As Australia begins gradually to relax some of its containment measures (so-called nonpharmaceutical interventions or NPIs) we are confronted with a number of questions
- when will children be back at school full time?
- when might restaurants and pubs be open and will the public continue to respect social-distancing rules when they do?
- do we have adequate testing and contact tracing to extinguish flare-ups in infections without reverting to harsher containment measures?
And more. They are hard and important questions.
But another one being asked is surprising: do lockdowns work?
The question has underpinned the position of lockdown sceptics such as Henry Ergas writing in The Australian, and Christopher Joye,
The Australian’s Adam Creighton gave explicit voice to the question this week, writing that our excellent performance in keeping COVID-19 at bay had blinded some to the lack of evidence for lockdown restrictions
The human desire for ritual, and our laudable want to do the right thing, appear to underpin social distancing restrictions more than science.
It is odd that anyone should be seriously asking this question, and it is important to understand that the evidence most certainly does suggest that lockdowns work.
If we fail to accept it, our response to a second-wave outbreak, or to the next global pandemic, will be badly compromised.
It is also important to consider what constitutes “good evidence” when high-stakes decisions need to be made quickly.
The evidence is fairly clear
The gold standard is high quality evidence from randomised controlled trials subjected to peer review, but in emergencies there’s no time to wait for it.
It allows sceptics to point to uncertainly and cherry-pick low-quality evidence that supports their case.
As it happens, the cross-country evidence is fairly clear. Countries that locked down earlier have had better health outcomes, as the following chart from the Financial Times shows.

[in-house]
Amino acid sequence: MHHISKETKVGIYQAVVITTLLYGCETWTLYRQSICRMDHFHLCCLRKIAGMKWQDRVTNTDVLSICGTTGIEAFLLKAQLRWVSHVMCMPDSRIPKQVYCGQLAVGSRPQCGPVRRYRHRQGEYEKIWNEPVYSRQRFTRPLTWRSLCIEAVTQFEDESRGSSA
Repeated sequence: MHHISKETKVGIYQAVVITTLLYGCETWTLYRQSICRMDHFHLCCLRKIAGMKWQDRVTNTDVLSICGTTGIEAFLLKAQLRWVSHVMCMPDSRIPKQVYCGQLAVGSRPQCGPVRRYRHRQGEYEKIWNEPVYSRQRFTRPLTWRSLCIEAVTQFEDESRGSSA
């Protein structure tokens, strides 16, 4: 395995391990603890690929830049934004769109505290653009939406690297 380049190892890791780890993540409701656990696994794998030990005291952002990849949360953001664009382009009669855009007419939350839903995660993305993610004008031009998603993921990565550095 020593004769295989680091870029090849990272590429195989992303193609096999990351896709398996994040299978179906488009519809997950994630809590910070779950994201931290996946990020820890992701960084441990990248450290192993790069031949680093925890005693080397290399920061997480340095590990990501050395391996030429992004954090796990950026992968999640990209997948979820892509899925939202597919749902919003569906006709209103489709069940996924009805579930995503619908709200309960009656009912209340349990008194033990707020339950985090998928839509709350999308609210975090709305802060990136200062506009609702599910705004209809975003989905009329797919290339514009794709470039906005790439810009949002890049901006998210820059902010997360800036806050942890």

We don’t yet have the final word on this crisis, so it is also worth looking back to an earlier pandemic.
A 2007 study in the Journal of the American Medical Association examined what happened in 43 United States cities during the 1918-19 Spanish Flu pandemic.
It found measures such as school closures and bans on public gatherings were (statistically significantly) associated with fewer excess deaths.
Cities that implemented NPIs earlier had lower peak mortality rates and lower total mortality. Also the cities that kept the NPIs in place the longest had the lowest mortality.
As the authors put it,
these findings demonstrate a strong association between early, sustained,
and layered application of nonpharmaceutical interventions and mitigating the
consequences of the 1918-19 influenza pandemic in the United States
A more recent study by economists at the Massachusetts Institute of Technology and the Federal Reserve finds the cities that adopted the most aggressive social distancing measures had the highest economic growth after the restrictions were lifted.
Moreover, cities that implemented NPIs 10 days earlier than other cities increased their manufacturing employment by 5% more than those that imposed restrictions later. The difference lasted through to 1923.
Overall they found an additional 50 days of social-distancing was associated with a 6.5% percent increase in manufacturing employment.
Sure, it’s not gold standard
As his evidence that there was no evidence to support the measures Australia had taken, Creighton cited a World Health Organisation report that summarised a number of studies of previous pandemics.
In fact, the World Health Organisation report said two things.
One was that randomised controlled trials are the best, but that they are not always possible or available.
No surprises there.
The second was in the form of a series of recommendations, based on the evidence it assessed.
In summary, the World Health Organisation looked at the evidence and recommended social distancing measures to avoid crowding, school and workplace closures, and internal travel restrictions.
It is true that at that stage it recommended against border closures, but if Creighton or his newspaper want to defend the docking of the Ruby Princess on March 19 on the basis of the report, they can go ahead.
In a crisis, evidence is never gold standard
In a crisis, decision makers don’t have the luxury of time. They have to act based on the best evidence they have.
Even if that evidence falls short of perfectly identified causal effects, it deserves to be interpreted in a scientific and dispassionate way.
Or to paraphrase the late US Senator Daniel Patrick Moynihan, “commentators are entitled to their own opinions but not to a wilful and purposeful misinterpretation of the facts”.
Those who misinterpret the evidence there is have COVID-19 on their hands.
Richard Holden, Professor of Economics, UNSW
This article is republished from The Conversation under a Creative Commons license. Read the original article.
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